In November, Wayne Sutton—a serial entrepreneur and general partner at BUILDUP—penned a column for USA Today asking three questions about diversity in tech: What diversity initiatives are these companies launching? Will anything really change in Silicon Valley? And what comes next?
Sutton responded with quantifiable progress in his latest column for the publication, as well as foreshadowed more changes ahead for the industry.
He points out Intel, Apple and Google, each of which has recently invested significant amounts of money into diversifying their talent pipelines. Google also allows some employees to spend 20% of their time on the clock addressing diversity issues and has embedded some of its engineers at HBCUs. Yelp and Facebook, meanwhile, are touted for hosting diversity-focused events and other initiatives, while more companies have begun hiring staff to address diversity in recruitment and other workplace issues.
Sutton also makes mention of partnerships such as that between Google’s Next Wave and CODE2040‘s Residency program, and Black Founders receiving an innovation grant from the Blackstone Charitable Foundation to Support Entrepreneurship at Historically Black Colleges and Universities for HBCUHacks. Meanwhile, Rev. Jesse Jackson held the 2015 PUSHTech2020 Summit, urging tech giants to be more inclusive of minorities and women in their hiring, just as the Rainbow PUSH Coalition was scheduled on Wednesday to visit Oakland Technical High School to award some $15,000 scholarships to students.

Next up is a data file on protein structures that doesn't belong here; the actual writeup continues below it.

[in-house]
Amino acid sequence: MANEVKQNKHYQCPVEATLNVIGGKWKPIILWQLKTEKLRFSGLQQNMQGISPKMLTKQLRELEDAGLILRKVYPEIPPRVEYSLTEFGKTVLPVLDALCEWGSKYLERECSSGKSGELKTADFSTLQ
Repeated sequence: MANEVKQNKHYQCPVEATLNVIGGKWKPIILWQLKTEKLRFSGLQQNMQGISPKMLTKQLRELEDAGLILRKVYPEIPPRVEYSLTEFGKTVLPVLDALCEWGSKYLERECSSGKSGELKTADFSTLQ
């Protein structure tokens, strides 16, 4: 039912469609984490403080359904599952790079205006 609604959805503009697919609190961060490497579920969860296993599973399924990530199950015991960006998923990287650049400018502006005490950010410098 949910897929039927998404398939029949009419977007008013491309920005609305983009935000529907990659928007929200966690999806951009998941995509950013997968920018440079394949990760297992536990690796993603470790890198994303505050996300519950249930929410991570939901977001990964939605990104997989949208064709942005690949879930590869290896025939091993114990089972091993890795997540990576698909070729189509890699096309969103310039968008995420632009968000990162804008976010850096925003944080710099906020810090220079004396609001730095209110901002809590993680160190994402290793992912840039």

The scholarship is another way in which blacks and others are investing in tech. Sutton says more high-net worth minorities are looking to learn about tech investments, and new minority-owned seed funds and venture capital firms are being founded. The diverse investor landscape and more minority tech founders could lead to more minority-run “unicorn” startups, he adds.
Sutton also says these steps are proof that diversity in Silicon Valley is moving to the front of important topics tech companies, and that awareness and change in mindset are slowly trickling into the Silicon Valley. This is likely to increase with events such as the Tech Inclusion conference and with the number of female founders on the rise, according to TechCrunch.
The numbers could be reflected in some of the optimism women feel in pursuing tech entrepreneurship and the growing influence they have in the industry, even if some tech CEOs seem uncomfortable discussing the topic. But just like reaching minorities, reaching women will require more.
“You can’t just go out and try and hire a woman engineer. But what you can do is outreach, so that you are hitting all the demographics and the people you are bringing in for interviews is a fair demographic mix,” Upworthy Vice President of Engineering Rachel Fenn told the San Francisco Chronicle, echoing a comment made by PubMatic President Kirk McDonald during Internet Week New York.
A sponsored post on WIRED’s website posted some promising and grim figures regarding diversity, but what remains there and in Sutton’s column is the optimism that things are changing and that over time, Silicon Valley will more closely reflect the demographics of the rest of the country.